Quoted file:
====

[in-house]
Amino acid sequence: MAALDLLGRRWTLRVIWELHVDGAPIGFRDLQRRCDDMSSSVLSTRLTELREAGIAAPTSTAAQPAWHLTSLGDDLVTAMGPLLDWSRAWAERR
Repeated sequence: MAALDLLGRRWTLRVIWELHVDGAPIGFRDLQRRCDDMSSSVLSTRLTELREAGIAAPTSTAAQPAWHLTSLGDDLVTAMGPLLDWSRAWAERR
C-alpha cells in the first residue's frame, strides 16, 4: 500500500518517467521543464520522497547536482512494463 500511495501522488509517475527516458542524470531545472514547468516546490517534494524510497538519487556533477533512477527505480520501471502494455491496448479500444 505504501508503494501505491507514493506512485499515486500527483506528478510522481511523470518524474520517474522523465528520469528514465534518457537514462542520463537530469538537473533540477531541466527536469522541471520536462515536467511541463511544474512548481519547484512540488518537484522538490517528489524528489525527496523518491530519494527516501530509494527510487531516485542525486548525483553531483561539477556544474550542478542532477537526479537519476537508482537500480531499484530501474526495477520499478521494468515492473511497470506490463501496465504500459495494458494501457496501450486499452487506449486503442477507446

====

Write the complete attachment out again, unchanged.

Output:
[in-house]
Amino acid sequence: MAALDLLGRRWTLRVIWELHVDGAPIGFRDLQRRCDDMSSSVLSTRLTELREAGIAAPTSTAAQPAWHLTSLGDDLVTAMGPLLDWSRAWAERR
Repeated sequence: MAALDLLGRRWTLRVIWELHVDGAPIGFRDLQRRCDDMSSSVLSTRLTELREAGIAAPTSTAAQPAWHLTSLGDDLVTAMGPLLDWSRAWAERR
C-alpha cells in the first residue's frame, strides 16, 4: 500500500518517467521543464520522497547536482512494463 500511495501522488509517475527516458542524470531545472514547468516546490517534494524510497538519487556533477533512477527505480520501471502494455491496448479500444 505504501508503494501505491507514493506512485499515486500527483506528478510522481511523470518524474520517474522523465528520469528514465534518457537514462542520463537530469538537473533540477531541466527536469522541471520536462515536467511541463511544474512548481519547484512540488518537484522538490517528489524528489525527496523518491530519494527516501530509494527510487531516485542525486548525483553531483561539477556544474550542478542532477537526479537519476537508482537500480531499484530501474526495477520499478521494468515492473511497470506490463501496465504500459495494458494501457496501450486499452487506449486503442477507446